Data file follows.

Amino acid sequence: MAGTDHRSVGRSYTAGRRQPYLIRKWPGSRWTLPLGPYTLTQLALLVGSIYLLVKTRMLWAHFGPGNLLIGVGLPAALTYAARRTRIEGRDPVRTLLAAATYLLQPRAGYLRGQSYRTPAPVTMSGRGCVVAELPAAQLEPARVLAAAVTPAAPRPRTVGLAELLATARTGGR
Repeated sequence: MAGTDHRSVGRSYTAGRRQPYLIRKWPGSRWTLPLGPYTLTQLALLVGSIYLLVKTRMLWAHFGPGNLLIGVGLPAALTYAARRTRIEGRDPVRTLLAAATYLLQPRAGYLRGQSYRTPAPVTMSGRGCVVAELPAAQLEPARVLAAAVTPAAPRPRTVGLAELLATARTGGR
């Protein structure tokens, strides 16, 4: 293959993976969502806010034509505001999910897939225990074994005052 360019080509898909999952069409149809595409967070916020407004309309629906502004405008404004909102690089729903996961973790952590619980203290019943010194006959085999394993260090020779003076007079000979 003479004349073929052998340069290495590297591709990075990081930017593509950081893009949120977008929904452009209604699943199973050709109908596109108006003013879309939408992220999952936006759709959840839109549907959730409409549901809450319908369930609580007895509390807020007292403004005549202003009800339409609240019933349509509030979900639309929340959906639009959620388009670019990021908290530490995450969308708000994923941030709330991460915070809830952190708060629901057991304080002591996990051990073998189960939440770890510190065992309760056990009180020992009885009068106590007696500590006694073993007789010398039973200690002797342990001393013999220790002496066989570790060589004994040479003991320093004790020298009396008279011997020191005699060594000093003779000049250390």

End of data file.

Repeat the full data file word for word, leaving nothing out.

Amino acid sequence: MAGTDHRSVGRSYTAGRRQPYLIRKWPGSRWTLPLGPYTLTQLALLVGSIYLLVKTRMLWAHFGPGNLLIGVGLPAALTYAARRTRIEGRDPVRTLLAAATYLLQPRAGYLRGQSYRTPAPVTMSGRGCVVAELPAAQLEPARVLAAAVTPAAPRPRTVGLAELLATARTGGR
Repeated sequence: MAGTDHRSVGRSYTAGRRQPYLIRKWPGSRWTLPLGPYTLTQLALLVGSIYLLVKTRMLWAHFGPGNLLIGVGLPAALTYAARRTRIEGRDPVRTLLAAATYLLQPRAGYLRGQSYRTPAPVTMSGRGCVVAELPAAQLEPARVLAAAVTPAAPRPRTVGLAELLATARTGGR
């Protein structure tokens, strides 16, 4: 293959993976969502806010034509505001999910897939225990074994005052 360019080509898909999952069409149809595409967070916020407004309309629906502004405008404004909102690089729903996961973790952590619980203290019943010194006959085999394993260090020779003076007079000979 003479004349073929052998340069290495590297591709990075990081930017593509950081893009949120977008929904452009209604699943199973050709109908596109108006003013879309939408992220999952936006759709959840839109549907959730409409549901809450319908369930609580007895509390807020007292403004005549202003009800339409609240019933349509509030979900639309929340959906639009959620388009670019990021908290530490995450969308708000994923941030709330991460915070809830952190708060629901057991304080002591996990051990073998189960939440770890510190065992309760056990009180020992009885009068106590007696500590006694073993007789010398039973200690002797342990001393013999220790002496066989570790060589004994040479003991320093004790020298009396008279011997020191005699060594000093003779000049250390």